Differential Fluid is as important as engine oil and radiator coolant, but it isn’t as familiar to understand how to check and replace. Differential fluid is gear oil that helps lubricate the gears, ring, and pinion within your rear and/or front lockers. The fluid is held inside the housing of the axle. Differential fluid needs to be checked and changed regularly. It can be changed around 30,000-36,000 miles, or in some cases, it may be as frequently as every 15,000 miles.
Checking Differential Fluid
Sometimes you have the opportunity to check your fluid and sometimes you don’t. The significant difference is the diff cover. Some have an oil plug that is at the fill line, others have covers that aren’t significant to the fill level. (See the article on Diff Covers)
If you open the oil plug and you can see fluid, then it is fine. The second part of checking the diff fluid is to see if it looks milky meaning water has gotten into the oil or if there are any metal shavings at the bottom, identifying an issue with your gears. You can use a clean magnet stick to put down into the oil to see if there are shavings.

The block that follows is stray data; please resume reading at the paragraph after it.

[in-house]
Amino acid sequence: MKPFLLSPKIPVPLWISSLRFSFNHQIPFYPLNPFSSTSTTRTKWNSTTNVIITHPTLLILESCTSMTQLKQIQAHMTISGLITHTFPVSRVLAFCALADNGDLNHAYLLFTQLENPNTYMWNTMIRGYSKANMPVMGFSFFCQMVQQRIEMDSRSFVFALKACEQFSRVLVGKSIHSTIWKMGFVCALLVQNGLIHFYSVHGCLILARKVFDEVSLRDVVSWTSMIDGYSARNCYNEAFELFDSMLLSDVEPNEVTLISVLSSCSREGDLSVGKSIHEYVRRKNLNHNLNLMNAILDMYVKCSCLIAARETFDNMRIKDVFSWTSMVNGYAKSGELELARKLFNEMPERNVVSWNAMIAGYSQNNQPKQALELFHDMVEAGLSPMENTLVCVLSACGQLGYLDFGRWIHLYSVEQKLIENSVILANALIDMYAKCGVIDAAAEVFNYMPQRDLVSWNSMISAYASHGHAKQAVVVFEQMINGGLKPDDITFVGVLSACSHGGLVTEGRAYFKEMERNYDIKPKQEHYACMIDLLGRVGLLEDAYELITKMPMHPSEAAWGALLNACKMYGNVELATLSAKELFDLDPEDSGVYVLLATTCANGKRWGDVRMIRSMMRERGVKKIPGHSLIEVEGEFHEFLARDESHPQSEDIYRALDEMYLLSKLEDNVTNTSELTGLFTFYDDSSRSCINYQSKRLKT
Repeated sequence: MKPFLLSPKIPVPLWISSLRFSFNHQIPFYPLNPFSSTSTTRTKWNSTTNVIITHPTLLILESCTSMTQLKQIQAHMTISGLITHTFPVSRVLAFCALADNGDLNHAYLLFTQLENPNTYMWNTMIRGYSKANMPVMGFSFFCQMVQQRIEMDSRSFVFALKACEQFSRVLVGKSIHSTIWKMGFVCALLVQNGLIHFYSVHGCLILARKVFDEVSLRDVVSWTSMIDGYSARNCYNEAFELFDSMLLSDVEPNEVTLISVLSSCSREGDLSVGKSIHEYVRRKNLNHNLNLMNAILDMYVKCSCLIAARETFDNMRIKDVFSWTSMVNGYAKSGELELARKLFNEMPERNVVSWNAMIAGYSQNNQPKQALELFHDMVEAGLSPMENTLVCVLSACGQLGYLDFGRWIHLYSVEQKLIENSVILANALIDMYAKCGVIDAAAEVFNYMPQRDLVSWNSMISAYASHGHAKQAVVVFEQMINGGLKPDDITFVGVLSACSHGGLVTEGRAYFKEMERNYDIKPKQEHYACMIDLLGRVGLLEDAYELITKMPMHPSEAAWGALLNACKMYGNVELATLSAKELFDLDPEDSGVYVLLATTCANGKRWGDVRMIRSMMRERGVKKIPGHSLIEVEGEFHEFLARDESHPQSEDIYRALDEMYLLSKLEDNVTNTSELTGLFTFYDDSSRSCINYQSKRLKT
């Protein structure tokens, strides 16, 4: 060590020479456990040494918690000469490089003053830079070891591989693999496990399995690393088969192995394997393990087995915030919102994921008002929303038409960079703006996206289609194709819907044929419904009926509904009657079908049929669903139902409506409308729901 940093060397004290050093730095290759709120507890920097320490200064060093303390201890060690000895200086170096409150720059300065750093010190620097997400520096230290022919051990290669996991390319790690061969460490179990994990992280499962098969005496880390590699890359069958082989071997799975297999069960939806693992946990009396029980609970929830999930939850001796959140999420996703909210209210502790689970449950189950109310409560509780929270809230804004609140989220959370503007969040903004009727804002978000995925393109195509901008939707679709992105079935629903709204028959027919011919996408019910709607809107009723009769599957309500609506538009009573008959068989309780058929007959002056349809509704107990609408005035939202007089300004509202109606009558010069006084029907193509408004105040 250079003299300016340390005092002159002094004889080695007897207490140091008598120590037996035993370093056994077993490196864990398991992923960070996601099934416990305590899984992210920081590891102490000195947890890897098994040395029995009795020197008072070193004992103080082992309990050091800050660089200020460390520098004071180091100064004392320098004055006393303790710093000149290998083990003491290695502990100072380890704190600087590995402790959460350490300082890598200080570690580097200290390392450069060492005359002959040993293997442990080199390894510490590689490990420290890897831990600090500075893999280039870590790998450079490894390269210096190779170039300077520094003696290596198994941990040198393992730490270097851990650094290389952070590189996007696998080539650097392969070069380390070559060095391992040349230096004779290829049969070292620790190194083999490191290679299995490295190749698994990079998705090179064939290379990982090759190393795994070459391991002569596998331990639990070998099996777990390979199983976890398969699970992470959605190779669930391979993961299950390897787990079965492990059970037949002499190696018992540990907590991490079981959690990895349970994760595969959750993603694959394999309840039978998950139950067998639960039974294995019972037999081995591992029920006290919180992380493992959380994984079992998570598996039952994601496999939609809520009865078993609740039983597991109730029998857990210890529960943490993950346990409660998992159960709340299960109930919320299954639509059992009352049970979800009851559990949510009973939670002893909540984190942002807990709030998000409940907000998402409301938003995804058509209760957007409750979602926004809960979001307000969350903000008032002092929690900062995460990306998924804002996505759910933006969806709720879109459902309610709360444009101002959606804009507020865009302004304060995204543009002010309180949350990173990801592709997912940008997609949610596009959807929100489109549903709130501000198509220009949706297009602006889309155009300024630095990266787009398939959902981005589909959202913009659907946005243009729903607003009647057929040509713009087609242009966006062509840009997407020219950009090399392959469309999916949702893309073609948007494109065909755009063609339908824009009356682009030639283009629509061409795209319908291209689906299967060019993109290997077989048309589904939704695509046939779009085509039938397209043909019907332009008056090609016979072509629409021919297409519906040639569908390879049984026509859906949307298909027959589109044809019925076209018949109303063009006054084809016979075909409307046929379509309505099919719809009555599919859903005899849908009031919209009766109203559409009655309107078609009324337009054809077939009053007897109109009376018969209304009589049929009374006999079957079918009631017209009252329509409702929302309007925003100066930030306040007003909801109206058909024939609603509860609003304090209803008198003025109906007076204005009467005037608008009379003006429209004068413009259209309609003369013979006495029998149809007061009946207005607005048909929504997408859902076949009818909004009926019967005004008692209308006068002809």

Changing the Differential Fluid
- Drive the vehicle for a few minutes, warming up the gear oil.
- Gather a large catch pan, rags and the appropriate size tools for the oil plug.
- Consider changing into clothes that are ready to be thrown away. Gear oil smells awful and is a challenge to get out of clothes.
- Open the cover to drain the gear oil, being aware of where the oil goes.
- If there are multiple oil drain holes, open the fill hole at the top and then open the drain plug at the bottom letting the oil drain.
- If there are no oil drain holes, begin unscrewing the diff cover housing bolts. Take out the bottom bolts first. As you work up around the housing, don’t take the bolts out all the way just enough to create a containable drain area, leaving the top bolts in place. Once it has stopped draining, proceed to take out all the bolts.
- If you unscrew the bolts and the oil isn’t draining, you will need to gently use a screwdriver to help release the pressure between the gasket and the diff cover. Be gentle to not scar the housing or the cover. Keep the bolts as mentioned in option B, to keep the oil contained in the bucket.